If an employer provides paid sick leave, an employee may use such sick leave concurrently with any part of her maternity leave that satisfies the employer's sick leave policy. An employer may not require an employee to use her accrued sick leave for any part of her maternity leave that satisfies the employer's sick leave policy, even if the employer requires its employees to use accrued sick leave for other types of absences that satisfy the employer's policy.

The MMLA does not in any way limit the right of an employee to use accrued vacation, sick leave or personal time before her statutory maternity leave begins, or after her leave ends, in accordance with her employer's policies and applicable law.

The MMLA requires that an employee on leave be restored to her previous or a similar position upon her return to employment following leave. That position must have the same status, pay, length of service credit and seniority as the position the employee held prior to the leave. If an employee's job was changed temporarily because of her pregnancy prior to leave (e.g., her hours were reduced or her duties were changed as an accommodation) she should be restored to the same or similar position held prior to such temporary change.

The MMLA also requires that a maternity leave not affect an employee's right to receive vacation time, sick leave, bonuses, advancement, seniority, length of service credit, benefits, plans or programs for which she was eligible at the date of her leave, and any other advantages or rights of her employment incident to her position. Such maternity leave, however, need not be included in the computation of such benefits, rights and advantages. For example, if the employee has accrued 7.5 years of seniority as of the commencement of her leave, she must be returned to work following her leave with the same 7.5 years of seniority.

3. Right to Job Restoration
An employee returning from maternity leave has no greater right to reinstatement or to other benefits and conditions of employment than other employees who were continuously working during the leave period. An employer is not required to restore an employee on maternity leave to her previous or a similar position if other employees of equal length of service credit and status in the same or similar positions have been laid off due to economic conditions or due to other changes in operating conditions affecting employment during the period of such maternity leave; provided, however, that such employee on maternity leave shall retain any preferential consideration for another position to which she may be entitled as of the date of her leave.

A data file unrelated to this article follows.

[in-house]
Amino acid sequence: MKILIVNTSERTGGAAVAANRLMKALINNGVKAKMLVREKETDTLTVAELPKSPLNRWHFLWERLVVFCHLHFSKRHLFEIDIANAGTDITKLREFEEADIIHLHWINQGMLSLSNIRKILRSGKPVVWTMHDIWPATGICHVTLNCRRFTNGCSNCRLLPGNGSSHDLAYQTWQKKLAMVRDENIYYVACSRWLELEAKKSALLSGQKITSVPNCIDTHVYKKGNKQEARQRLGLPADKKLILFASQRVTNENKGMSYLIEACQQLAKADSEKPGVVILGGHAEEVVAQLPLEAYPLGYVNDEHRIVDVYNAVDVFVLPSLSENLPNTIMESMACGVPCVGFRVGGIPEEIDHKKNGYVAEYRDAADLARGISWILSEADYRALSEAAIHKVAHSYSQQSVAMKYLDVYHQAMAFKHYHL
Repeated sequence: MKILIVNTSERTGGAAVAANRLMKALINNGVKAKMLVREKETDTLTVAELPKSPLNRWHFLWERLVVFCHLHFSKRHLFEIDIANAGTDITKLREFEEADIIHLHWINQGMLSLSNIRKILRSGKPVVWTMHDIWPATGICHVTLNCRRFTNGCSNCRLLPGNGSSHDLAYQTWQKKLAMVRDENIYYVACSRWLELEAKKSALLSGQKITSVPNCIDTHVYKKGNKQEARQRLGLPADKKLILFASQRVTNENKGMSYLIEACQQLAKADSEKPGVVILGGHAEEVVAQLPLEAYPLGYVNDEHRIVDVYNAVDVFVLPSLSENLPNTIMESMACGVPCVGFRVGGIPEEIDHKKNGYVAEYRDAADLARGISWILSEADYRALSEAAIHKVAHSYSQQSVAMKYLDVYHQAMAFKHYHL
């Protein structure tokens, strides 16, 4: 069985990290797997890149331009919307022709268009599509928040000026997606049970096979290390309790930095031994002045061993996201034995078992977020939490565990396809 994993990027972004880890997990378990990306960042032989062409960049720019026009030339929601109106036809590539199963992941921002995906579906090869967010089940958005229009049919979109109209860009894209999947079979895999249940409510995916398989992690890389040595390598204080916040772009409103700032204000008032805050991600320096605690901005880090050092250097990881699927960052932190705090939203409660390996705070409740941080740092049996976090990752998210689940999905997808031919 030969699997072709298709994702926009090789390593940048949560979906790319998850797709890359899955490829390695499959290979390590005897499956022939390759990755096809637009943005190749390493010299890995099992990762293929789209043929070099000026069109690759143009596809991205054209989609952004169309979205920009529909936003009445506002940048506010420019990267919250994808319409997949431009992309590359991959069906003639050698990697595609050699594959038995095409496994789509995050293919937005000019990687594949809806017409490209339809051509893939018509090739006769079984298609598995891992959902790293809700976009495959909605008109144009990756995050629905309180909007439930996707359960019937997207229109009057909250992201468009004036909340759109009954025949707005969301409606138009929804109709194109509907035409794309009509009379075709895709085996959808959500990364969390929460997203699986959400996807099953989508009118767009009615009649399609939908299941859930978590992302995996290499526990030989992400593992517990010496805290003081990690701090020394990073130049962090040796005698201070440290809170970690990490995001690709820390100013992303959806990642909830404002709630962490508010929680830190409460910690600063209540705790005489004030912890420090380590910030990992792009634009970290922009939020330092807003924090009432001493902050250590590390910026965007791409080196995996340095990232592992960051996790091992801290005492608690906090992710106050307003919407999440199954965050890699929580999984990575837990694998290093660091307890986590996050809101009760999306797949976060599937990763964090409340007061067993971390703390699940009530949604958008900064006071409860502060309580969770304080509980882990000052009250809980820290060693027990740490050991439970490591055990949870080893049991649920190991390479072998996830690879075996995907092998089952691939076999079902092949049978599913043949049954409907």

VI. Interaction Between MMLA and ADA
Chapter 151B's prohibitions against disability discrimination protect employees who have a pregnancy-related disability. Generally, a normal, uncomplicated pregnancy will not be considered a disability even if the employee is unable to work for a period of time as a result of the pregnancy or childbirth. A female employee will be considered a "handicapped person", however, if she can show that she has a pregnancy-related physical or mental impairment that substantially limits a major life activity, or that she is regarded as having or has a history of such an impairment. In such a case, the employee is entitled to the same protections under Chapter 151B as are other disabled employees.

Under the MMLA an employer must grant eight weeks of maternity leave to an eligible female employee regardless of whether the employee is incapacitated from working or is a "handicapped person" as defined by Chapter 151B, § 1 during such period. If the employee is disabled at the expiration of her maternity leave, however, the employer may have an obligation, pursuant to Chapter 151B, to provide a reasonable accommodation to her disability. In some circumstances additional leave may constitute such reasonable accommodation. An employer may not require a pregnant employee to take maternity leave based on the fact that the employee is pregnant, nor may an employer require an employee to remain out of work for a fixed period of time before or after the birth of her child. To the extent that an employee is unable to perform the essential functions of her position, however, the employer should treat the employee as it would treat any other disabled employee, being mindful of obligations of nondiscrimination and reasonable accommodation.

VII. Interaction Between MMLA and FMLA
As described above, the MMLA requires covered Massachusetts employers to provide no fewer than eight weeks of unpaid leave to eligible female employees for the purpose of giving birth or for adopting a child under the age of 18 (or under the age of 23 if the child is disabled). In certain instances, the MMLA and FMLA will overlap. Where leave is taken for a reason specified in both the FMLA and MMLA, the leave may be counted simultaneously against the employee's entitlement under both laws. For example, a female employee who takes a leave for the purpose of caring for a newborn or adopted child may be covered both by the FMLA and MMLA. In such an instance, provided that all FMLA requirements are met, the employee's leave may count simultaneously against her 12-week entitlement under FMLA and her 8-week entitlement under the MMLA.